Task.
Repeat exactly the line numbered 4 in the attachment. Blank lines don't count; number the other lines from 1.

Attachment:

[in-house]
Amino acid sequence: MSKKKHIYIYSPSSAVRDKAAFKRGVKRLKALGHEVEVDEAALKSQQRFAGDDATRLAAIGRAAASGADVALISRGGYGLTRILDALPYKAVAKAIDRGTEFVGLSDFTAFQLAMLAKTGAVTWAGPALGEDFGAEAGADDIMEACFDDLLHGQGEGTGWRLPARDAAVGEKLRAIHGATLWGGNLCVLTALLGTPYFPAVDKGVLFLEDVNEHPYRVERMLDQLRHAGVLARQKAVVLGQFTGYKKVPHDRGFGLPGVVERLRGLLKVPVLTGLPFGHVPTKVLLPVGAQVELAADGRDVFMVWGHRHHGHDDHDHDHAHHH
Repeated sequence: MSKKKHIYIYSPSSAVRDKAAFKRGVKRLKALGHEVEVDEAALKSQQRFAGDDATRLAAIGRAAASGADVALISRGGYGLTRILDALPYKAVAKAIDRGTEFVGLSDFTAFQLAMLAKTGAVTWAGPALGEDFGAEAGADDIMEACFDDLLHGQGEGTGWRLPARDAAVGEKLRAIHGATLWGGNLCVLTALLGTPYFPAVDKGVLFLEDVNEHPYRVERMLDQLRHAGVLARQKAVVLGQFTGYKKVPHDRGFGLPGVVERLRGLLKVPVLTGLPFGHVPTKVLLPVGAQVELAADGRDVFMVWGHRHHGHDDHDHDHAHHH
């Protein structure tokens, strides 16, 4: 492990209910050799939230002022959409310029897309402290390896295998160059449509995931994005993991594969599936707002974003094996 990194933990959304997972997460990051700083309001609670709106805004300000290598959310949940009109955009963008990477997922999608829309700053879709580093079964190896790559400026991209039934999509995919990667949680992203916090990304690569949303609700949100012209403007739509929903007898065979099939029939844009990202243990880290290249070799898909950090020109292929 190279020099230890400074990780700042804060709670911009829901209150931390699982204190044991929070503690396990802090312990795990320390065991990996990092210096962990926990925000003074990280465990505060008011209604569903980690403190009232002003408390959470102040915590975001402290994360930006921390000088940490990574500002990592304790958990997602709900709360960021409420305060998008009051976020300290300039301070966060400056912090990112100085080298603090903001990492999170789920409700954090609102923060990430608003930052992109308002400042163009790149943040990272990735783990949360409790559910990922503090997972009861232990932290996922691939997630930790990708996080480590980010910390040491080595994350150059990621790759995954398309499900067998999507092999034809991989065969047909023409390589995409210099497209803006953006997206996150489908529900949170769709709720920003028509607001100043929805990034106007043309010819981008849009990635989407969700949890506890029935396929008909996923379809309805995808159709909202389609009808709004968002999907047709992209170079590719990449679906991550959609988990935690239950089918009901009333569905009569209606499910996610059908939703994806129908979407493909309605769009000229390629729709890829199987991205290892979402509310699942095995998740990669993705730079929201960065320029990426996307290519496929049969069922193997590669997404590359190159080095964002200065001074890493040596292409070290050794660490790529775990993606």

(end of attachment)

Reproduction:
């Protein structure tokens, strides 16, 4: 492990209910050799939230002022959409310029897309402290390896295998160059449509995931994005993991594969599936707002974003094996 990194933990959304997972997460990051700083309001609670709106805004300000290598959310949940009109955009963008990477997922999608829309700053879709580093079964190896790559400026991209039934999509995919990667949680992203916090990304690569949303609700949100012209403007739509929903007898065979099939029939844009990202243990880290290249070799898909950090020109292929 190279020099230890400074990780700042804060709670911009829901209150931390699982204190044991929070503690396990802090312990795990320390065991990996990092210096962990926990925000003074990280465990505060008011209604569903980690403190009232002003408390959470102040915590975001402290994360930006921390000088940490990574500002990592304790958990997602709900709360960021409420305060998008009051976020300290300039301070966060400056912090990112100085080298603090903001990492999170789920409700954090609102923060990430608003930052992109308002400042163009790149943040990272990735783990949360409790559910990922503090997972009861232990932290996922691939997630930790990708996080480590980010910390040491080595994350150059990621790759995954398309499900067998999507092999034809991989065969047909023409390589995409210099497209803006953006997206996150489908529900949170769709709720920003028509607001100043929805990034106007043309010819981008849009990635989407969700949890506890029935396929008909996923379809309805995808159709909202389609009808709004968002999907047709992209170079590719990449679906991550959609988990935690239950089918009901009333569905009569209606499910996610059908939703994806129908979407493909309605769009000229390629729709890829199987991205290892979402509310699942095995998740990669993705730079929201960065320029990426996307290519496929049969069922193997590669997404590359190159080095964002200065001074890493040596292409070290050794660490790529775990993606």